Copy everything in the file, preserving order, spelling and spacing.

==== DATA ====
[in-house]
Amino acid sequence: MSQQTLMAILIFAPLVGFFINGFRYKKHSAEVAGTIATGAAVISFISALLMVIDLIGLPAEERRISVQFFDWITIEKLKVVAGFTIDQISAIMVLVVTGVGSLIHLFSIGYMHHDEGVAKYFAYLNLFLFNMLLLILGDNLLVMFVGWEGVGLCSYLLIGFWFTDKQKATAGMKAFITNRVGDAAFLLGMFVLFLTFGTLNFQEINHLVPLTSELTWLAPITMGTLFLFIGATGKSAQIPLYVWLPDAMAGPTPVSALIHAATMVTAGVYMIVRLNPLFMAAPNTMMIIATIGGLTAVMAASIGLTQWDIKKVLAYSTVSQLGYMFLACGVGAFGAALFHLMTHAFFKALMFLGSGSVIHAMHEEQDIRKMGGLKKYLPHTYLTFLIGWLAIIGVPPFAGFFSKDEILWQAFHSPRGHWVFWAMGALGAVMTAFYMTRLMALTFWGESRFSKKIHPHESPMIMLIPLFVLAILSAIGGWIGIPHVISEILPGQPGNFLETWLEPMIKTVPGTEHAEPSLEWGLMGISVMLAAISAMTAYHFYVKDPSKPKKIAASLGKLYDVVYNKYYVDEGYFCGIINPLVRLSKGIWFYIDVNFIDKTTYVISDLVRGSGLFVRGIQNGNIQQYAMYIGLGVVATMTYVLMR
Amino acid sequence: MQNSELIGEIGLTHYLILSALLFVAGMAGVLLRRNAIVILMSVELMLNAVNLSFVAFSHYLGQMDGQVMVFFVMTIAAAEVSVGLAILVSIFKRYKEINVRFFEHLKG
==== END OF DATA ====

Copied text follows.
[in-house]
Amino acid sequence: MSQQTLMAILIFAPLVGFFINGFRYKKHSAEVAGTIATGAAVISFISALLMVIDLIGLPAEERRISVQFFDWITIEKLKVVAGFTIDQISAIMVLVVTGVGSLIHLFSIGYMHHDEGVAKYFAYLNLFLFNMLLLILGDNLLVMFVGWEGVGLCSYLLIGFWFTDKQKATAGMKAFITNRVGDAAFLLGMFVLFLTFGTLNFQEINHLVPLTSELTWLAPITMGTLFLFIGATGKSAQIPLYVWLPDAMAGPTPVSALIHAATMVTAGVYMIVRLNPLFMAAPNTMMIIATIGGLTAVMAASIGLTQWDIKKVLAYSTVSQLGYMFLACGVGAFGAALFHLMTHAFFKALMFLGSGSVIHAMHEEQDIRKMGGLKKYLPHTYLTFLIGWLAIIGVPPFAGFFSKDEILWQAFHSPRGHWVFWAMGALGAVMTAFYMTRLMALTFWGESRFSKKIHPHESPMIMLIPLFVLAILSAIGGWIGIPHVISEILPGQPGNFLETWLEPMIKTVPGTEHAEPSLEWGLMGISVMLAAISAMTAYHFYVKDPSKPKKIAASLGKLYDVVYNKYYVDEGYFCGIINPLVRLSKGIWFYIDVNFIDKTTYVISDLVRGSGLFVRGIQNGNIQQYAMYIGLGVVATMTYVLMR
Amino acid sequence: MQNSELIGEIGLTHYLILSALLFVAGMAGVLLRRNAIVILMSVELMLNAVNLSFVAFSHYLGQMDGQVMVFFVMTIAAAEVSVGLAILVSIFKRYKEINVRFFEHLKG